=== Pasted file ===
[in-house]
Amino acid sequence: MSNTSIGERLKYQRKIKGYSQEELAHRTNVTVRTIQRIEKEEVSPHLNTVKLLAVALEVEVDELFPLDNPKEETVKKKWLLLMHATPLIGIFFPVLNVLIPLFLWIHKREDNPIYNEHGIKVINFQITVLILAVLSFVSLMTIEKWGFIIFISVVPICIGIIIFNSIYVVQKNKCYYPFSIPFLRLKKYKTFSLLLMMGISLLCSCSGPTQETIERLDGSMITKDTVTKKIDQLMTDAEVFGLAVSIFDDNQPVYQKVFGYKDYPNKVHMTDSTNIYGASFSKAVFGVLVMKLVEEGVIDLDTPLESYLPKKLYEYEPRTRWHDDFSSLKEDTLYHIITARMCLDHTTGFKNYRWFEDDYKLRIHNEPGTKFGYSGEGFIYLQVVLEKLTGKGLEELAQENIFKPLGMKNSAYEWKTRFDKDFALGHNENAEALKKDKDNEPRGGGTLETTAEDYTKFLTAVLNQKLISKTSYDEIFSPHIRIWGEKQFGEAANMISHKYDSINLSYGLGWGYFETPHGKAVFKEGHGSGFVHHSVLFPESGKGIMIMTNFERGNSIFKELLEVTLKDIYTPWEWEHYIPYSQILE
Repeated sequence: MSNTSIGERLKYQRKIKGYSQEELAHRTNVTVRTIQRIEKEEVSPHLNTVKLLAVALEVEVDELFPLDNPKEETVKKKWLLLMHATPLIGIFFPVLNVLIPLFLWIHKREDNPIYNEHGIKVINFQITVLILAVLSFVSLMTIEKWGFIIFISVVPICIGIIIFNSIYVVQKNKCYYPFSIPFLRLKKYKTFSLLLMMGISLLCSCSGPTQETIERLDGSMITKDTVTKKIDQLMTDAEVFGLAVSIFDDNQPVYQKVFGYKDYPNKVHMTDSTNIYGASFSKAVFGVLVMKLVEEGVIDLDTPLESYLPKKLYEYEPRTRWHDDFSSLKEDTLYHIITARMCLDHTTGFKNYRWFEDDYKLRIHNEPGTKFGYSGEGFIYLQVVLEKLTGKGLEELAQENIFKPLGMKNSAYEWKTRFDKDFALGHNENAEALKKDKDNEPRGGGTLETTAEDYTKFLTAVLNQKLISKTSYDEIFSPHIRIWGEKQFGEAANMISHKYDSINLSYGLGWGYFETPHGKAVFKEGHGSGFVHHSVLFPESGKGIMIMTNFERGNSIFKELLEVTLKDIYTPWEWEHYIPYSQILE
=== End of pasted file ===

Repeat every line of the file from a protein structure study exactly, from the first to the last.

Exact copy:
[in-house]
Amino acid sequence: MSNTSIGERLKYQRKIKGYSQEELAHRTNVTVRTIQRIEKEEVSPHLNTVKLLAVALEVEVDELFPLDNPKEETVKKKWLLLMHATPLIGIFFPVLNVLIPLFLWIHKREDNPIYNEHGIKVINFQITVLILAVLSFVSLMTIEKWGFIIFISVVPICIGIIIFNSIYVVQKNKCYYPFSIPFLRLKKYKTFSLLLMMGISLLCSCSGPTQETIERLDGSMITKDTVTKKIDQLMTDAEVFGLAVSIFDDNQPVYQKVFGYKDYPNKVHMTDSTNIYGASFSKAVFGVLVMKLVEEGVIDLDTPLESYLPKKLYEYEPRTRWHDDFSSLKEDTLYHIITARMCLDHTTGFKNYRWFEDDYKLRIHNEPGTKFGYSGEGFIYLQVVLEKLTGKGLEELAQENIFKPLGMKNSAYEWKTRFDKDFALGHNENAEALKKDKDNEPRGGGTLETTAEDYTKFLTAVLNQKLISKTSYDEIFSPHIRIWGEKQFGEAANMISHKYDSINLSYGLGWGYFETPHGKAVFKEGHGSGFVHHSVLFPESGKGIMIMTNFERGNSIFKELLEVTLKDIYTPWEWEHYIPYSQILE
Repeated sequence: MSNTSIGERLKYQRKIKGYSQEELAHRTNVTVRTIQRIEKEEVSPHLNTVKLLAVALEVEVDELFPLDNPKEETVKKKWLLLMHATPLIGIFFPVLNVLIPLFLWIHKREDNPIYNEHGIKVINFQITVLILAVLSFVSLMTIEKWGFIIFISVVPICIGIIIFNSIYVVQKNKCYYPFSIPFLRLKKYKTFSLLLMMGISLLCSCSGPTQETIERLDGSMITKDTVTKKIDQLMTDAEVFGLAVSIFDDNQPVYQKVFGYKDYPNKVHMTDSTNIYGASFSKAVFGVLVMKLVEEGVIDLDTPLESYLPKKLYEYEPRTRWHDDFSSLKEDTLYHIITARMCLDHTTGFKNYRWFEDDYKLRIHNEPGTKFGYSGEGFIYLQVVLEKLTGKGLEELAQENIFKPLGMKNSAYEWKTRFDKDFALGHNENAEALKKDKDNEPRGGGTLETTAEDYTKFLTAVLNQKLISKTSYDEIFSPHIRIWGEKQFGEAANMISHKYDSINLSYGLGWGYFETPHGKAVFKEGHGSGFVHHSVLFPESGKGIMIMTNFERGNSIFKELLEVTLKDIYTPWEWEHYIPYSQILE